Construction projects follow a team of professionals who contribute to different activities. The two team members who play a vital role are a general contractor and a construction manager.
Both work towards the same goal—i.e., to efficiently complete the project and satisfy the client. They also utilize modern construction tools like Bridgit to optimize their workforce and manage budgets.
Due to their similar job responsibilities, many people confuse a general contractor and construction manager with each other. However, both differ in many ways. In this post, we’ll learn the major differences between general contracting and construction management. As a construction company, it will help you make the right choices in the future.
General contractors are all-rounders at the construction site and participate in the project from the planning phase. They procure resources, hire subcontractors, and supervise all construction activities.
Sometimes, a general contractor onboards their employees who work as project managers, carpenters, and electricians. But most of the time, general contractors outsource the construction activities by establishing a bridge between workers and the project owner.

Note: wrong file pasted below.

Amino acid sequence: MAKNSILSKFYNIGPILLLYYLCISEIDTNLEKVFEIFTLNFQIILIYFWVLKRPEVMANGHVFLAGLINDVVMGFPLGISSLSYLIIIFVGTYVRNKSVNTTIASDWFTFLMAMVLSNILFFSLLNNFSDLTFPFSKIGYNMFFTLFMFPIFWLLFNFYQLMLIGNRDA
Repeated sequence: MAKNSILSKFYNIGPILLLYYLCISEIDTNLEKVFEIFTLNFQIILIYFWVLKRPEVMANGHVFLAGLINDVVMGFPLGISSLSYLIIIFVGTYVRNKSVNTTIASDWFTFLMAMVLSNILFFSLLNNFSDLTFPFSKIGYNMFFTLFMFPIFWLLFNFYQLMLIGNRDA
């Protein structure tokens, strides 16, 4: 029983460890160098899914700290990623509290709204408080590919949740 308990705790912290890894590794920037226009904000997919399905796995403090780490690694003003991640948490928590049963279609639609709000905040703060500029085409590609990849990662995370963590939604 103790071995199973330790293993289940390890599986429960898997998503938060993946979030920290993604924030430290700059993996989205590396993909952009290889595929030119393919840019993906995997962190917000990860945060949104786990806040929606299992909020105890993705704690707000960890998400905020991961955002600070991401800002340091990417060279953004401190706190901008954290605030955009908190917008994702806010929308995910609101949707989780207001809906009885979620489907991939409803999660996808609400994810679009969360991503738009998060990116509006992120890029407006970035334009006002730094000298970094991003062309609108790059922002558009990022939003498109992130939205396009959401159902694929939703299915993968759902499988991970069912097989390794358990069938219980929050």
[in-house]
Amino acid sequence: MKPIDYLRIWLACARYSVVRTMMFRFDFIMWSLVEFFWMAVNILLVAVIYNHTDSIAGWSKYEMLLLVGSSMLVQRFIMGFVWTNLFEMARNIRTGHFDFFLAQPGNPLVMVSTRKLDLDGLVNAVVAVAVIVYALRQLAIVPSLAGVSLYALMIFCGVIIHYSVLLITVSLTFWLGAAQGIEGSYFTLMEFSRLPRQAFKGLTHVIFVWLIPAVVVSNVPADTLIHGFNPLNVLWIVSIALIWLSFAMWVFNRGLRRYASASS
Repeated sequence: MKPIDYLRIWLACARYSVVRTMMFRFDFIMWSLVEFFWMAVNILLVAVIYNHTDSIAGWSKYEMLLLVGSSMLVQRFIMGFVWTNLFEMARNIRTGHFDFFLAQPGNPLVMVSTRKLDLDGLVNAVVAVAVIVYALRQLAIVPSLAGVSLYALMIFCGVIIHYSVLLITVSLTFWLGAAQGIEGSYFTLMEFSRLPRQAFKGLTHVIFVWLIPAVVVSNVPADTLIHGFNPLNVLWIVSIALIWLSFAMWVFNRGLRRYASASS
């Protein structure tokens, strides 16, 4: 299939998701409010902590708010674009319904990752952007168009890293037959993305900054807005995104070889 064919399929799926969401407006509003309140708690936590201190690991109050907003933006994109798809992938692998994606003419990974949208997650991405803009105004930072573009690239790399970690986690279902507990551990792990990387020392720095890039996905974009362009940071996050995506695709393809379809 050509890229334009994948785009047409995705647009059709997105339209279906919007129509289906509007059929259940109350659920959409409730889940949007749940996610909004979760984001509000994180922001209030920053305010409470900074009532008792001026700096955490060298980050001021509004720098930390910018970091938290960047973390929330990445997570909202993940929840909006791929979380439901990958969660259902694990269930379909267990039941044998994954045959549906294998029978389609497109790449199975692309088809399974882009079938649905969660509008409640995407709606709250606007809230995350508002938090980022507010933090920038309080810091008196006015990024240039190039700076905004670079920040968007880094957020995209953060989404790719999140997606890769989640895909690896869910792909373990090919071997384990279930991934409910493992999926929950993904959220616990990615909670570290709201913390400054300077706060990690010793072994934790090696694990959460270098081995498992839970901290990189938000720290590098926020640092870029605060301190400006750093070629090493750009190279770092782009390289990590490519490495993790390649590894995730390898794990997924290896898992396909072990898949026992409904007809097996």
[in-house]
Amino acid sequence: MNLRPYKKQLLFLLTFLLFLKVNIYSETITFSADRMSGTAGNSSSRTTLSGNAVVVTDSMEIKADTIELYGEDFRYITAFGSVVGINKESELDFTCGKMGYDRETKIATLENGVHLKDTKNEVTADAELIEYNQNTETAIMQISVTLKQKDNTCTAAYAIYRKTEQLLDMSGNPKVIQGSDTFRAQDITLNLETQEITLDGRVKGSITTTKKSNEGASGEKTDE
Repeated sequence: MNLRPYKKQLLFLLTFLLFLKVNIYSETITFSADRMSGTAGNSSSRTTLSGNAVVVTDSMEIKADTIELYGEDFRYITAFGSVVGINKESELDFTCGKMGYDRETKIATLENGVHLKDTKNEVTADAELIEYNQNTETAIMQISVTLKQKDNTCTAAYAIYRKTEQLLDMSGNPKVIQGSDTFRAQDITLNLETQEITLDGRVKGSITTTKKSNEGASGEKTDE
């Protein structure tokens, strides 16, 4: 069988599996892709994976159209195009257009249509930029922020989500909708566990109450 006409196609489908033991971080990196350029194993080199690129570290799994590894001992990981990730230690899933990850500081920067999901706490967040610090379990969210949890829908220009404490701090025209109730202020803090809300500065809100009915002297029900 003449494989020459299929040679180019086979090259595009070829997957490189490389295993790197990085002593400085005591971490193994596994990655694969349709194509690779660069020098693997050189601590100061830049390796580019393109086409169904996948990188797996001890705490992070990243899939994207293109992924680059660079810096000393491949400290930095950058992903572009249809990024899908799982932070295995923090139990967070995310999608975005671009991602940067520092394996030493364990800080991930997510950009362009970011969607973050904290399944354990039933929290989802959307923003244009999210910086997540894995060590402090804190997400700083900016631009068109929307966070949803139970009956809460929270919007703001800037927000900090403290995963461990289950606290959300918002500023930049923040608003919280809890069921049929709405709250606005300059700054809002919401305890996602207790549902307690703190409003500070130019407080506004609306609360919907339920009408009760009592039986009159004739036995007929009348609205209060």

You hire a general contractor on a lump sum contract which includes the following:
- Procurement – Arranging resources, like equipment and workforce.
- Wages – Giving daily wages to the laborers.
- Overhead costs – Expenses like rent, maintenance, and repair.
A general contractor is responsible for delivering the project to the client within the committed budget schedule. But there’s more to it.
Responsibilities of a general contractor
The following are the 4 key responsibilities of a general contractor throughout the project cycle:
1. Quote the project
A general contractor bids on the construction job by meeting with the project owner or client. During the meeting, the contractor gives the client an estimated project’s overall cost. That cost includes the lump sum amount which we discussed above.
2. Review the project scope
The project scope document includes the construction activities with the individual team’s responsibilities. The general contractor reviews that document and plans the procurement accordingly.